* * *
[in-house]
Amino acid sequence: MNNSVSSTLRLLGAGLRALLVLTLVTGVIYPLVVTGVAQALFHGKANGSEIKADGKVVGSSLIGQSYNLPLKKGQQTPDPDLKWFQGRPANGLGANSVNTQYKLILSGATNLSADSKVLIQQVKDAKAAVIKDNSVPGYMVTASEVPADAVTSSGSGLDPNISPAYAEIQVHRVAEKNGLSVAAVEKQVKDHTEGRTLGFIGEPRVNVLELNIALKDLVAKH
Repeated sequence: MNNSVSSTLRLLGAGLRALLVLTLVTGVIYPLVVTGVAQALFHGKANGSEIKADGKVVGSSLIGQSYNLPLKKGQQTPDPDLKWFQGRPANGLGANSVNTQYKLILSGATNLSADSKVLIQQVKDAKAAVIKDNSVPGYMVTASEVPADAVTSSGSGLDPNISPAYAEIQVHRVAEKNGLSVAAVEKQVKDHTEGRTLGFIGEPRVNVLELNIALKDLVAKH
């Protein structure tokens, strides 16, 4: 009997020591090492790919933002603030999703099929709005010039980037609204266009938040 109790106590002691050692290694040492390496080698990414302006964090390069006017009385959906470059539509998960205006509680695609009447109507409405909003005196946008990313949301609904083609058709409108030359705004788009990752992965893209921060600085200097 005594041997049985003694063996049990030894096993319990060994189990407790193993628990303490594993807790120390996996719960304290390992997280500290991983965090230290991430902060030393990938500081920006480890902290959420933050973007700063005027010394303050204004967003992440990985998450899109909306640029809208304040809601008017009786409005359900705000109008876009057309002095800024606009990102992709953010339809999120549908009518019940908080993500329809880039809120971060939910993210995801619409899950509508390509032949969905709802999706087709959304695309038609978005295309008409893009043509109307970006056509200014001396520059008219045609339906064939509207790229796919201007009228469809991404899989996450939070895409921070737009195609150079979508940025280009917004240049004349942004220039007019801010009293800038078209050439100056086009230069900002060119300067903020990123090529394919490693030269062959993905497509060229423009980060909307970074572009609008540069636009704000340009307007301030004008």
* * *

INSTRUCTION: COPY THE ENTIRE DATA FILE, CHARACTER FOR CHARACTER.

[in-house]
Amino acid sequence: MNNSVSSTLRLLGAGLRALLVLTLVTGVIYPLVVTGVAQALFHGKANGSEIKADGKVVGSSLIGQSYNLPLKKGQQTPDPDLKWFQGRPANGLGANSVNTQYKLILSGATNLSADSKVLIQQVKDAKAAVIKDNSVPGYMVTASEVPADAVTSSGSGLDPNISPAYAEIQVHRVAEKNGLSVAAVEKQVKDHTEGRTLGFIGEPRVNVLELNIALKDLVAKH
Repeated sequence: MNNSVSSTLRLLGAGLRALLVLTLVTGVIYPLVVTGVAQALFHGKANGSEIKADGKVVGSSLIGQSYNLPLKKGQQTPDPDLKWFQGRPANGLGANSVNTQYKLILSGATNLSADSKVLIQQVKDAKAAVIKDNSVPGYMVTASEVPADAVTSSGSGLDPNISPAYAEIQVHRVAEKNGLSVAAVEKQVKDHTEGRTLGFIGEPRVNVLELNIALKDLVAKH
């Protein structure tokens, strides 16, 4: 009997020591090492790919933002603030999703099929709005010039980037609204266009938040 109790106590002691050692290694040492390496080698990414302006964090390069006017009385959906470059539509998960205006509680695609009447109507409405909003005196946008990313949301609904083609058709409108030359705004788009990752992965893209921060600085200097 005594041997049985003694063996049990030894096993319990060994189990407790193993628990303490594993807790120390996996719960304290390992997280500290991983965090230290991430902060030393990938500081920006480890902290959420933050973007700063005027010394303050204004967003992440990985998450899109909306640029809208304040809601008017009786409005359900705000109008876009057309002095800024606009990102992709953010339809999120549908009518019940908080993500329809880039809120971060939910993210995801619409899950509508390509032949969905709802999706087709959304695309038609978005295309008409893009043509109307970006056509200014001396520059008219045609339906064939509207790229796919201007009228469809991404899989996450939070895409921070737009195609150079979508940025280009917004240049004349942004220039007019801010009293800038078209050439100056086009230069900002060119300067903020990123090529394919490693030269062959993905497509060229423009980060909307970074572009609008540069636009704000340009307007301030004008």